The outlook for 2021 has become significantly more positive following the recent successful trials of vaccines from multiple companies, providing a much-needed boost to market sentiment. While the vaccine will address many of the pandemic-driven economic fears, we must be mindful of the constraints on capacity and logistics, which make it likely that distribution will be uneven across countries.
Countries that already have agreements in place with vaccine manufacturers are likely to be positioned to recover sooner. In contrast, some Emerging Market (EM) countries are likely to be further down the vaccine distribution chain; while public-private partnerships should help some of them receive affordable vaccines as quickly as possible, distribution is still likely to be delayed. This may require social-distancing measures to stay in place for longer, slowing the pace of economic recovery.
COVAX – a public-private partnership co-led by the World Health Organisation that aims to develop and distribute vaccines to lower- and middle-income countries globally – is a potential solution for EM. For India, hard-hit by the virus, the development of the AstraZeneca-Oxford vaccine is a crucial breakthrough.
The vaccine’s benefits to the global economy are unlikely to be visible until H2 2021. With regulatory approvals on the cards over the next few weeks, vaccines should start being rolled out early 2021. We expect a sizeable share of the US and Europe – the hardest hit regions- to have access to vaccines by Q3.
Global growth will rebound to 4.8% in 2021, following a 3.8% contraction in 2020, according to our forecasts. The vaccine will, in particular, drive the recovery of travel and tourism, supporting the economic recovery. While our 4.8% growth forecast is well above global average growth of 3.7% over the past 10 years, the expected recovery next year will not fully close the output gap created by the COVID crisis. For instance, given their particularly deep recessions in 2020, the euro area and India are unlikely to return to 2019 GDP levels until 2022. Our growth outlook assumes that vaccines will be rolled out from early 2021 and available to large parts of the population by H2 2021.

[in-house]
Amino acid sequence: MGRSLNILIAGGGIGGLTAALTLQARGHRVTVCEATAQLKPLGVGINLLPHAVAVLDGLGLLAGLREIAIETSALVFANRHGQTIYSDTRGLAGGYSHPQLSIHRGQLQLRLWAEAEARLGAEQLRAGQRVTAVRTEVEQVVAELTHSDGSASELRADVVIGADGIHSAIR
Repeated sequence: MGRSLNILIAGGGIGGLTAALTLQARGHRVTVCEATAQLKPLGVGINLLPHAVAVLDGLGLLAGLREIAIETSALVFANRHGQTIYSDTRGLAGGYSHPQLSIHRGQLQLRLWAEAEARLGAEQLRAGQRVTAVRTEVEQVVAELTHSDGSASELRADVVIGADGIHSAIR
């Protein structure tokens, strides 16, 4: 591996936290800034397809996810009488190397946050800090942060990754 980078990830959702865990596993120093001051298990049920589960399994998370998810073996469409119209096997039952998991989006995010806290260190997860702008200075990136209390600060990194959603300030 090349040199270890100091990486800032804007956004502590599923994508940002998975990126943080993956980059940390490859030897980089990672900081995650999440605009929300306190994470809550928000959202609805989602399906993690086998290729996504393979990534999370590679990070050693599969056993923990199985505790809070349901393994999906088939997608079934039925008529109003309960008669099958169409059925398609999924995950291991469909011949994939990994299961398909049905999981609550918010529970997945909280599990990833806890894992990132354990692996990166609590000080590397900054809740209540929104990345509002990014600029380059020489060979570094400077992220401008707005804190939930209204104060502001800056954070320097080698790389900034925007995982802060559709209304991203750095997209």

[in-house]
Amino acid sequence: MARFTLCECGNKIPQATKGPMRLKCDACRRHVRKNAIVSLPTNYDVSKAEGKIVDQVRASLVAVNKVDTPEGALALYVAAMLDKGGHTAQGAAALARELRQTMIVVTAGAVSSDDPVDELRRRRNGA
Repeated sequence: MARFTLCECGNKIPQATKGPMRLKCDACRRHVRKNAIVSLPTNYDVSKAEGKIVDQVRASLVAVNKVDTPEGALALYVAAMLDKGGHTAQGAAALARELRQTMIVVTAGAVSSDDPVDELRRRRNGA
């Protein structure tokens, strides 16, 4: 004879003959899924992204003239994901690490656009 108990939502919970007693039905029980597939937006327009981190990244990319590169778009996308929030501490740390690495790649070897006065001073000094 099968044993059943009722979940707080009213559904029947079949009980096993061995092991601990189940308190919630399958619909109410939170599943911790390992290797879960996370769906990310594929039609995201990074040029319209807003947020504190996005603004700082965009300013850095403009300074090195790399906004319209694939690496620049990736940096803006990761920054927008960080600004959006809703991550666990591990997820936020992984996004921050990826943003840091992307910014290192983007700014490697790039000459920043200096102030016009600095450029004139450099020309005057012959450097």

Risks to this projection include supply-side inflation: supply-chain disruptions and logistics bottlenecks could cause raw-material and transportation prices to rise, potentially complicating the policy path for central banks. The sizeable policy response in 2020 has also left the policy cupboard relatively bare going into 2021; this would leave policy makers with less room for manoeuvre in case of another shock.
As investment picks up, the recovery is likely to strengthen in H2 2021. Earlier in the year, particularly in Q1, lockdowns and social-distancing measures are likely to continue to constrain activity. The economic impact of the current second waves in many countries is likely to be felt in early 2021. For instance, as of early-mid December 2020, the US and parts of Europe were still seeing elevated case counts.
Asia will drive the global recovery
Asia – particularly China and India – will lead the global economic rebound. China is likely to continue its strong recovery - we believe it will grow 8.0% in 2021, having already exceeded end-2019 GDP levels in 2020. Among Asian economies, India has faced the sharpest negative shock, with an expected GDP contraction of around 8.0% in FY21 (year ending in March 2021) so the expected pick-up in FY22 is largely due to the base effect. While growth is expected to improve further in 2022, this will still be largely a function of closing the output gap from 2020.
Central banks around the world are likely to maintain an accommodative policy stance until growth recovers on a more sustained basis.
We also expect growth in Sub-Saharan Africa (SSA) at 3.6%, MENAP at 2.0% and Latin America at 3.9% in 2021. The Middle East North Africa and Pakistan (MENAP) and SSA regions experienced less severe growth shocks this year, so their recovery is likely to be muted.
In Latam, we expect a healthy pick-up following a fairly sharp decline in 2020 and a few years of soft growth prior to that. We expect global growth to normalise to 4.0% in 2022. This is roughly in line with the average c.3.7% growth rate of the past 10 years, an improvement from 2.9% in 2019. This year, COVID exacerbated our already muted expectations of sub-par global growth at 3.3%.
Targeted policy response must continue
The outcome of the US elections is positive for the world economy. A Biden administration is likely to take a more multilateral approach, supporting global trade and cross-border commerce, which will aid the global recovery. While it may seem that policy makers threw the kitchen sink at the pandemic, lower interest rates, expanded balance sheets and large fiscal stimulus packages were all necessary given the need of the hour. However, these measures have depleted the policy cupboard and in case there are setbacks to the economic recovery next year, few options will be available on the policy front.
For more on our team’s thoughts on the outlook for 2021, watch the replay of our webinar.